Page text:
Format

Send to

Choose Destination
J Hosp Infect. 2001 Jan;47 Suppl:S3-82.

The epic project: developing national evidence-based guidelines for preventing healthcare associated infections. Phase I: Guidelines for preventing hospital-acquired infections. Department of Health (England).

Author information

1
Richard Wells Research Centre, Wolfson Institute of Health Sciences, Thames Valley University, London. robert.pratt@tvu.ac.uk

Abstract

In 1998, the Department of Health (England) commissioned the first phase of national evidence-based guidelines for preventing healthcare associated infections. These focused on developing a set of standard principles for preventing infections in hospitals together with guidelines for preventing hospital-acquired infections (HAI) associated with the use of short-term indwelling ureteral catheters in acute care and with central venous catheters in acute care. These guidelines are systematically developed broad statements (principles) of good practice that all practitioners can use and which can be incorporated into local protocols. A nurse-led, multi-professional team composed of infection prevention practitioners, clinical microbiologists/retrovirologist, epidemiologists, and researchers developed the guidelines. A rigorous guideline development process was used to inform the systematic reviews, the clinical and critical appraisal of relevant evidence, and linking that evidence to evolving guidelines. Both general and specialist clinical practitioners were involved in all stages of developing these guidelines, as were representatives from relevant Royal Colleges, learned societies, other professional organisations and key stakeholders. The introduction to these guidelines describes a robust and validated guideline development model that can be used by others to develop future guidelines. This model is described in more detail in the associated technical reports that can be found on the project web site http://www.epic.tvu.ac.uk. Locating and appropriately using good quality evidence to inform guideline development in this field is challenging. Evidence from rigorously conducted experimental studies was frequently limited and consequently a range of other types of evidence were systematically retrieved and carefully appraised. The concluding discussion on implementation highlights potential issues for clinical governance and areas for future research and suggests issues that need to be addressed to allow practitioners to successfully incorporate these guidelines into routine clinical practice.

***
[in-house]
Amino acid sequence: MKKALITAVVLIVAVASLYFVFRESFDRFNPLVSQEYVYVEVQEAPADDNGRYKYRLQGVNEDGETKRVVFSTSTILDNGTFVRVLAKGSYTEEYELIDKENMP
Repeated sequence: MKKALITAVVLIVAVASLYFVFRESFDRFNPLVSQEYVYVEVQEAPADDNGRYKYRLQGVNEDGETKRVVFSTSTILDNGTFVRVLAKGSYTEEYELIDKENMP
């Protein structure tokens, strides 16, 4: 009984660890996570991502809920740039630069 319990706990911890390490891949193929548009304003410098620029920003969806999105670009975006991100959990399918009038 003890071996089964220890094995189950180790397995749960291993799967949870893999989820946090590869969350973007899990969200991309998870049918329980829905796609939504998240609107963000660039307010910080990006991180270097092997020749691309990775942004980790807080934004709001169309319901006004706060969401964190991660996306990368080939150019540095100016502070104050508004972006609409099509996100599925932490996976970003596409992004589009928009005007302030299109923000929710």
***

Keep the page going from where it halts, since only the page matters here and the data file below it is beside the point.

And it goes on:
PMID:
11161888
DOI:
10.1053/jhin.2000.0888
[Indexed for MEDLINE]

Supplemental Content

Full text links

Icon for Elsevier Science
Loading ...
Support Center